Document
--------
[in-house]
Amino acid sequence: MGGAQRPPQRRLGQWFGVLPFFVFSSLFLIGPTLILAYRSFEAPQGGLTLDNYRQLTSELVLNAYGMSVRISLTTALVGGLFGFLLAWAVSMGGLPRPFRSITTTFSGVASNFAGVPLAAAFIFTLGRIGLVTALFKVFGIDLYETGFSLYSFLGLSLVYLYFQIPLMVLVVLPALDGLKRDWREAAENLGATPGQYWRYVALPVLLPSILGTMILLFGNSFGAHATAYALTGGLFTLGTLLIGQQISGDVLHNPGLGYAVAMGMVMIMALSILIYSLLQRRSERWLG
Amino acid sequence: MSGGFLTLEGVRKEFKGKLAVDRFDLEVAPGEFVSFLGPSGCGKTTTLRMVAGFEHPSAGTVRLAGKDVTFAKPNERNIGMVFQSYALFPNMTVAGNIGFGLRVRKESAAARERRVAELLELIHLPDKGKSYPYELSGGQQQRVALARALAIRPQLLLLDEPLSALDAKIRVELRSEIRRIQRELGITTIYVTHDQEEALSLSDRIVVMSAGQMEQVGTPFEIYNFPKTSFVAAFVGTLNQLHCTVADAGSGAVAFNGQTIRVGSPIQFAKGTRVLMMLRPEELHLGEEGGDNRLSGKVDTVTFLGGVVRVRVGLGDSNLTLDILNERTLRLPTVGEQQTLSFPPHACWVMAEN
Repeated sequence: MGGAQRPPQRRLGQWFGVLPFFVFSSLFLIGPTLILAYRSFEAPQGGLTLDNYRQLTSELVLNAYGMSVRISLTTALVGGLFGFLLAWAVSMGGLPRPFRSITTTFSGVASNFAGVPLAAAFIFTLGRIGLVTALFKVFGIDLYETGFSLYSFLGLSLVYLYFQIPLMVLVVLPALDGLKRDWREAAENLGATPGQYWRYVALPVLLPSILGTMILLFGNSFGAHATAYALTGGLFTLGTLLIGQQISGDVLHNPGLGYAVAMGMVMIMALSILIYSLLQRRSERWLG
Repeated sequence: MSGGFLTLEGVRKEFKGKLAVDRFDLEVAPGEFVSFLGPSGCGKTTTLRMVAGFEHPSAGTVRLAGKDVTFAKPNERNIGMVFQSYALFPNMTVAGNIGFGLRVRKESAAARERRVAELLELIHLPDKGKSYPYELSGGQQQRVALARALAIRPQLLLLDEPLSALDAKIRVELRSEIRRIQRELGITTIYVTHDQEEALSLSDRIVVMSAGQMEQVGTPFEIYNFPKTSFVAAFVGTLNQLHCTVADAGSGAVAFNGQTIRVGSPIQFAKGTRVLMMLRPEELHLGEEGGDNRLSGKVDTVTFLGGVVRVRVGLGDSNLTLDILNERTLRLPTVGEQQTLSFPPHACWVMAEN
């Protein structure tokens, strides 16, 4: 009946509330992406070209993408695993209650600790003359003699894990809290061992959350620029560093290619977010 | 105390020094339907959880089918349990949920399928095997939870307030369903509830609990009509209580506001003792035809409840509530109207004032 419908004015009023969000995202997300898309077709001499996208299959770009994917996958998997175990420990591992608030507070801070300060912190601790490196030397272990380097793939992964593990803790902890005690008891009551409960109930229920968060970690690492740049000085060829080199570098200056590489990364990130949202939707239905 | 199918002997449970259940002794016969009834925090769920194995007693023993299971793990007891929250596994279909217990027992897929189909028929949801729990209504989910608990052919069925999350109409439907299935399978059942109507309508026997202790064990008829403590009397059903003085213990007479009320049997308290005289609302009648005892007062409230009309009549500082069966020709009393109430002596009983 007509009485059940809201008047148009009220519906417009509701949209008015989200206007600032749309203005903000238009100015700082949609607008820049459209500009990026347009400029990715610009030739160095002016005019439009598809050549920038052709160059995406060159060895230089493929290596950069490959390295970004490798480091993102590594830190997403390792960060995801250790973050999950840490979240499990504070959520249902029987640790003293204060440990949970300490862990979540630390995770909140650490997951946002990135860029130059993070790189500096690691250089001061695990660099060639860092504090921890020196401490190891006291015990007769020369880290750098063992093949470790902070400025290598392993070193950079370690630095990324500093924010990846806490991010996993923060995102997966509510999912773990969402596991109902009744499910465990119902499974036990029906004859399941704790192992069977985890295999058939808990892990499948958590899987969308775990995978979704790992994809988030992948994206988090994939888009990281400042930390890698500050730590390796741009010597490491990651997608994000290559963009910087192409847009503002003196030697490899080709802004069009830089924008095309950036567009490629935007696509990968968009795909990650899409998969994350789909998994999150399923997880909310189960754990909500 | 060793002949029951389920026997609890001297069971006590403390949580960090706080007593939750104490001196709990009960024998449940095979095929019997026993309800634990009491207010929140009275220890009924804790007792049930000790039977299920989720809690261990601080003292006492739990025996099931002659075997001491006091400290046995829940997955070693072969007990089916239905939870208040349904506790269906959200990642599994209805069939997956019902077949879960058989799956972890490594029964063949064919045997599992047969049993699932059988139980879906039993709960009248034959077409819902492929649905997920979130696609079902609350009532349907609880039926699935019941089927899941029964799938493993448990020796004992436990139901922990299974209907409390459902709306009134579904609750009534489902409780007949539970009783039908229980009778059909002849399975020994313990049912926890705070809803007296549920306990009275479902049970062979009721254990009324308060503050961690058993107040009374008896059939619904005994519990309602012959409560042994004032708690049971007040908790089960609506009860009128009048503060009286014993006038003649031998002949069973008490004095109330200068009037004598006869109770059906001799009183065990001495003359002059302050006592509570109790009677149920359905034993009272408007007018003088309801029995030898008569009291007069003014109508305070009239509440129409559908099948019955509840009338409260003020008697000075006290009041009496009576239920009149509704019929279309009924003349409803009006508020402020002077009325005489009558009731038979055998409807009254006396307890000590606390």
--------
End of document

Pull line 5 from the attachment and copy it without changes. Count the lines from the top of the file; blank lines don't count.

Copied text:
Repeated sequence: MSGGFLTLEGVRKEFKGKLAVDRFDLEVAPGEFVSFLGPSGCGKTTTLRMVAGFEHPSAGTVRLAGKDVTFAKPNERNIGMVFQSYALFPNMTVAGNIGFGLRVRKESAAARERRVAELLELIHLPDKGKSYPYELSGGQQQRVALARALAIRPQLLLLDEPLSALDAKIRVELRSEIRRIQRELGITTIYVTHDQEEALSLSDRIVVMSAGQMEQVGTPFEIYNFPKTSFVAAFVGTLNQLHCTVADAGSGAVAFNGQTIRVGSPIQFAKGTRVLMMLRPEELHLGEEGGDNRLSGKVDTVTFLGGVVRVRVGLGDSNLTLDILNERTLRLPTVGEQQTLSFPPHACWVMAEN